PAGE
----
The Kids are NOT alright

I finally got around to watching The Kids are Alright last night. Anyone not up to speed, google it, watch it or be prepared for spoilers.

Basic premise is a family with 2 kids and lesbians mums. The teenage son wants to find their sperm donor so they look him up and contact him. He starts hanging out with the family, commences an affair with one of the mums, is discovered and then – thank god – is summarily rejected by the whole family.

Til last night, I had boycotted it. Finally, there was a lesbian mums film, and it had to be about the fucking sperm donor? And worst: about fucking the sperm donor.

Now, someone told me it was autobiographical when they heard my cry of “That would NEVER happen”, but my complaint stands, because, despite it happening in this instance, it is not indicative of most lesbian families.

You know who lesbians often cheat with? Other women. You know how much time I devote each year to thinking about my sperm donor? Maybe 25 minutes, when Louise gets a birthday card from him and updates me on his life and I think, well gee I’m glad he gave my mums that sperm.

In all my years of Lesbian Mothers with Children meetings and Rainbow Babies, The Kids are Alright is not a story I have heard. Curiosity about sperm donors: yes. Contacting them for information: sometimes. Lesbian mums having mad hot affairs with them: not so much.

The Kids are Alright is well written, with full characters and a bright script. I’d see it again just to see Annette Bening tell the sperm donor that she needs his advice “like I need a dick in my ass.” It would have been ok – good even – if I had already seen five or fifty films about a variety of lesbian families, with a variety of stories. But WHY does the First Lesbian Mothers Film have to be about the god damned sperm?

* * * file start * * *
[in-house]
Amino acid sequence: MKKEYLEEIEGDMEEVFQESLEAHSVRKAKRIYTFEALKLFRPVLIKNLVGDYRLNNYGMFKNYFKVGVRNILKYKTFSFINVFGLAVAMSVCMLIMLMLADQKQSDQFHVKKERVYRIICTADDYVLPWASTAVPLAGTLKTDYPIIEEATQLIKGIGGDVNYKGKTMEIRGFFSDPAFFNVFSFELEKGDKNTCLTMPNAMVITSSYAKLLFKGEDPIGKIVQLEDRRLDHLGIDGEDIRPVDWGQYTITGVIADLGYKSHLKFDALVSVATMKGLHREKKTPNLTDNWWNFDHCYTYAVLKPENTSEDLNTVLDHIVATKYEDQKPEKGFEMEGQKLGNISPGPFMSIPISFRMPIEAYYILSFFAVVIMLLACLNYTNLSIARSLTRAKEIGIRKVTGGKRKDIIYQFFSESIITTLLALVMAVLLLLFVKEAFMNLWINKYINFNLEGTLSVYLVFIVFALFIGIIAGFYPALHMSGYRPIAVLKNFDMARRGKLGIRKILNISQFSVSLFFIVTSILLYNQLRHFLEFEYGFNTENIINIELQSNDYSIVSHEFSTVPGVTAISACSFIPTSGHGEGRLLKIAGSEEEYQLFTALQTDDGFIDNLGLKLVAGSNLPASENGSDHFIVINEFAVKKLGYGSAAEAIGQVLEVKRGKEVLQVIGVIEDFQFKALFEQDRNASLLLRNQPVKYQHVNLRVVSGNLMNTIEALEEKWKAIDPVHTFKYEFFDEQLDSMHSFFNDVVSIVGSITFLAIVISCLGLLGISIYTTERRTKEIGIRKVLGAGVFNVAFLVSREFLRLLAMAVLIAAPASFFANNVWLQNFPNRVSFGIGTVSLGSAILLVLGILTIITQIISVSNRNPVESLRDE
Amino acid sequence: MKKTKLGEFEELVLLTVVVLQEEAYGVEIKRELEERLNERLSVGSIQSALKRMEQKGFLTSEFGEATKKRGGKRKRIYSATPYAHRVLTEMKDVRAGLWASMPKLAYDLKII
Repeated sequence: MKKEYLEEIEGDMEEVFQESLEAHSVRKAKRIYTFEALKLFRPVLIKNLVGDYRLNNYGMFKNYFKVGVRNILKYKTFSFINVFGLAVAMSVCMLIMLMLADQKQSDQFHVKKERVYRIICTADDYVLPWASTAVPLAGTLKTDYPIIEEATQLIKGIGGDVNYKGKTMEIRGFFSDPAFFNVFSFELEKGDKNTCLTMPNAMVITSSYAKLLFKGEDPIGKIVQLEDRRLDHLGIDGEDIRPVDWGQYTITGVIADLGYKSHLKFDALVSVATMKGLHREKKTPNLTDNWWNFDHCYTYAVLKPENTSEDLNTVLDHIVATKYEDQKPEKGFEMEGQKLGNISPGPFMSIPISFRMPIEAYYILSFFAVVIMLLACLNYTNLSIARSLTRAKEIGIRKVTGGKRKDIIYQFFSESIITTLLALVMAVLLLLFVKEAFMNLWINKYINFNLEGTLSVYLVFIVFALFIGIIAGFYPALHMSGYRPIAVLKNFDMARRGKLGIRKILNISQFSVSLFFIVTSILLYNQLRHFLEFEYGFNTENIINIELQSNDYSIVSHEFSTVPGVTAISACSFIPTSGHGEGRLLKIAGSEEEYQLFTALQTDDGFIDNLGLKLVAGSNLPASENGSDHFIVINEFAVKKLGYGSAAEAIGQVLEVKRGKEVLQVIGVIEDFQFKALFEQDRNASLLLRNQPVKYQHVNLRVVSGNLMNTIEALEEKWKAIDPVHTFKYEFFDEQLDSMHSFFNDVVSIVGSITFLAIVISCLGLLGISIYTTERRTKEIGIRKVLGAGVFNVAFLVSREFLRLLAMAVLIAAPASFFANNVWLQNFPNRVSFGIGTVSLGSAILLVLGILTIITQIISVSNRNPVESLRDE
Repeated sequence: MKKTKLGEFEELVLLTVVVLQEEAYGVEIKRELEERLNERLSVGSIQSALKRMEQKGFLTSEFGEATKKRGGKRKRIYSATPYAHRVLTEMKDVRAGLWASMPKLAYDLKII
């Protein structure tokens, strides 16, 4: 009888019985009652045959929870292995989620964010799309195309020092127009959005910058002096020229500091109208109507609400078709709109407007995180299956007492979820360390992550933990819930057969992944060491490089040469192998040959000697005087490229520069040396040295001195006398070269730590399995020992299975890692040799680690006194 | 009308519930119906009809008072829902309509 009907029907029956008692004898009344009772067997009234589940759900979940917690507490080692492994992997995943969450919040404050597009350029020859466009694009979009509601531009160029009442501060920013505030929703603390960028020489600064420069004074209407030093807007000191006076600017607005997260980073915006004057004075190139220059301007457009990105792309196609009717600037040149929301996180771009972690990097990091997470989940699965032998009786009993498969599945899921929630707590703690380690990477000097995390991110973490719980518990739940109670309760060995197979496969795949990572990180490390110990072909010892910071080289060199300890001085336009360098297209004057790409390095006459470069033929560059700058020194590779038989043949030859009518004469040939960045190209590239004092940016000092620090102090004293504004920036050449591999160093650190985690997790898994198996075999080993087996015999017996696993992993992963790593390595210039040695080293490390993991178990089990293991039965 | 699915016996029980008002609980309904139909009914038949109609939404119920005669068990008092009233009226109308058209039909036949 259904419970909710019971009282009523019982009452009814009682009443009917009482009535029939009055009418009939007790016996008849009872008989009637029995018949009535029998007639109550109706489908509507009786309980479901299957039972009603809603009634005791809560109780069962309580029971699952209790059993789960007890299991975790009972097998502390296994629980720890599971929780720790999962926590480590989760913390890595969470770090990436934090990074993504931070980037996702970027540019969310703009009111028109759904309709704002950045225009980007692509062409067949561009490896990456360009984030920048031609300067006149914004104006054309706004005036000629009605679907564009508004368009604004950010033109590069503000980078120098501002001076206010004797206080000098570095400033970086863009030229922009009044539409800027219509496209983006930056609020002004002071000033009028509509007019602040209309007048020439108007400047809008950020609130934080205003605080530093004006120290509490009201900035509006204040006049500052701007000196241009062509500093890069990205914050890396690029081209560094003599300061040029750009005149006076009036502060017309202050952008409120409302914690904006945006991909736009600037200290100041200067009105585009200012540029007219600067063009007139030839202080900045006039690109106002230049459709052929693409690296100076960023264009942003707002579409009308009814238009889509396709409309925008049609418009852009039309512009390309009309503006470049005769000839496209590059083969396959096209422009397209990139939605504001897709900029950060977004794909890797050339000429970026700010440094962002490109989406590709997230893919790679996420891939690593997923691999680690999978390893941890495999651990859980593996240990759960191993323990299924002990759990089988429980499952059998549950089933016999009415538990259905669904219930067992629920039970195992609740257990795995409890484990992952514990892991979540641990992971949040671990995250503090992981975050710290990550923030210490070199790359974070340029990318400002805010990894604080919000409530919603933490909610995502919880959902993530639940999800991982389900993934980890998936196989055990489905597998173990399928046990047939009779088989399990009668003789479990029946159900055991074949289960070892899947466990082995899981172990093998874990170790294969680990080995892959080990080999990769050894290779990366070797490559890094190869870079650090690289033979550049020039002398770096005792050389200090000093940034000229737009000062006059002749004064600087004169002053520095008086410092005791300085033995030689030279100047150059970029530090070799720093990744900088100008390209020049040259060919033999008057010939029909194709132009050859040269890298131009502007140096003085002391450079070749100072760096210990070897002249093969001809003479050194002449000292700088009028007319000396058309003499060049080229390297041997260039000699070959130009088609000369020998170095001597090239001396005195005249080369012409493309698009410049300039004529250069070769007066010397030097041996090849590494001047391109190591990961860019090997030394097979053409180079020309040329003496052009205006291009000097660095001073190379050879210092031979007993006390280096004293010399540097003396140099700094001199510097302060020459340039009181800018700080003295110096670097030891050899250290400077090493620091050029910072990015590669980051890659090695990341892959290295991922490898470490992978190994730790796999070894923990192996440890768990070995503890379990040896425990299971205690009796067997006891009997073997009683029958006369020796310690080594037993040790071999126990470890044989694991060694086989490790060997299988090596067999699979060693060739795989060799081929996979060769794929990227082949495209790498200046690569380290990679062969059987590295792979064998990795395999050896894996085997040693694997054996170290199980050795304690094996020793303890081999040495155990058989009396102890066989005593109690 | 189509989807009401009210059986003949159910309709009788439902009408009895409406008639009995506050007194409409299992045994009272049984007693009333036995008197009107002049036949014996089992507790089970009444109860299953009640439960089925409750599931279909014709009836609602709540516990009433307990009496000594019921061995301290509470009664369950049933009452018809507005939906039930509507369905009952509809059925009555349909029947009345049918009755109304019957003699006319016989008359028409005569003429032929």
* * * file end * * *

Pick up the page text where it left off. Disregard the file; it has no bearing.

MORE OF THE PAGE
And… it gets worse: the sex between the two women is dull, hidden, mechanical and lacking passion. When Julianne Moore fucks the sperm donor, it is naked, graphic, passionate, varied, aggressive, penetrative and – apparently – better.

Not. Ok.

But perhaps the absolute worst thing about The Kids are Alright is how much it affected me. Perhaps it’s that an hour after watching it I found myself in tears, halfway through brushing my teeth, sobbing because I had just seen my family on screen for the first time in 27 years. Sobbing for the parts of my family I have lost, and the parts we have fiercely held on to – having fought so hard. I watched a lesbian family with teenage children struggle with issues I recognised. I saw lesbian parents battle through infidelity. I saw the subtle differences that occur when 2 women parent together; differences I can’t list here without hideous generalisation, but marked differences that fellow children of lesbians mothers would have seen too. Moments and lines and feelings we have seen and said and felt.

I am 27 and I have never seen my family fictionalised, never had narratives that reflected my own, never had movies or novels or television shows that legitimised my experiences, allowed me to laugh at them, or gave me the catharsis I got last night.

The Kids are Alright made me very sad and very angry: angry because they got it so wrong, and angry because they got it so right.